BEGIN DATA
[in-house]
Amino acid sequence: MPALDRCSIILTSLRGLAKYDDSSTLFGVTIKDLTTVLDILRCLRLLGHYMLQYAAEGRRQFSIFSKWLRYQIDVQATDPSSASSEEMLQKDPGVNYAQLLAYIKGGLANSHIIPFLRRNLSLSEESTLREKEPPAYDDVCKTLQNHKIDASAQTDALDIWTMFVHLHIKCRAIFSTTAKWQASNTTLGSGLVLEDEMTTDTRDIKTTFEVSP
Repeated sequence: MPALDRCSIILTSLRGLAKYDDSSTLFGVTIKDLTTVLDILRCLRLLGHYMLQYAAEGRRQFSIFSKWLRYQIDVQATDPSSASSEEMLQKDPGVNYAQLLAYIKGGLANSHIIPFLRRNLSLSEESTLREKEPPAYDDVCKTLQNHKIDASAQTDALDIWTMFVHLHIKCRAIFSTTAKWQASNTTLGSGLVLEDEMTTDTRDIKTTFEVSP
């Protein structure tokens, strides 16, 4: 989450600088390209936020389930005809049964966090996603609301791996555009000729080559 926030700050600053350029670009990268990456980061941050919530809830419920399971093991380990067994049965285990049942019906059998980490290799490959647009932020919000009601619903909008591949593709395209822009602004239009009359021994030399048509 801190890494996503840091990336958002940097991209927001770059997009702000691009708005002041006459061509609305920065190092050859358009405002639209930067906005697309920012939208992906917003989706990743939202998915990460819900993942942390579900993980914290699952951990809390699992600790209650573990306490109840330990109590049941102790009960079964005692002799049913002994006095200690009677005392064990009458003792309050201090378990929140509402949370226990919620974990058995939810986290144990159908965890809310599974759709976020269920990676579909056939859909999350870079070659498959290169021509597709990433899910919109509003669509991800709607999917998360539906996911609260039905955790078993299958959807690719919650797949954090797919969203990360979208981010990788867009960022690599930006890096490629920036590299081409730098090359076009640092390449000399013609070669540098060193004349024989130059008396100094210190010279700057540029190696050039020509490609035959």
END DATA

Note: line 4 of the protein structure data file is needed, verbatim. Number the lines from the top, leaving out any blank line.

């Protein structure tokens, strides 16, 4: 989450600088390209936020389930005809049964966090996603609301791996555009000729080559 926030700050600053350029670009990268990456980061941050919530809830419920399971093991380990067994049965285990049942019906059998980490290799490959647009932020919000009601619903909008591949593709395209822009602004239009009359021994030399048509 801190890494996503840091990336958002940097991209927001770059997009702000691009708005002041006459061509609305920065190092050859358009405002639209930067906005697309920012939208992906917003989706990743939202998915990460819900993942942390579900993980914290699952951990809390699992600790209650573990306490109840330990109590049941102790009960079964005692002799049913002994006095200690009677005392064990009458003792309050201090378990929140509402949370226990919620974990058995939810986290144990159908965890809310599974759709976020269920990676579909056939859909999350870079070659498959290169021509597709990433899910919109509003669509991800709607999917998360539906996911609260039905955790078993299958959807690719919650797949954090797919969203990360979208981010990788867009960022690599930006890096490629920036590299081409730098090359076009640092390449000399013609070669540098060193004349024989130059008396100094210190010279700057540029190696050039020509490609035959």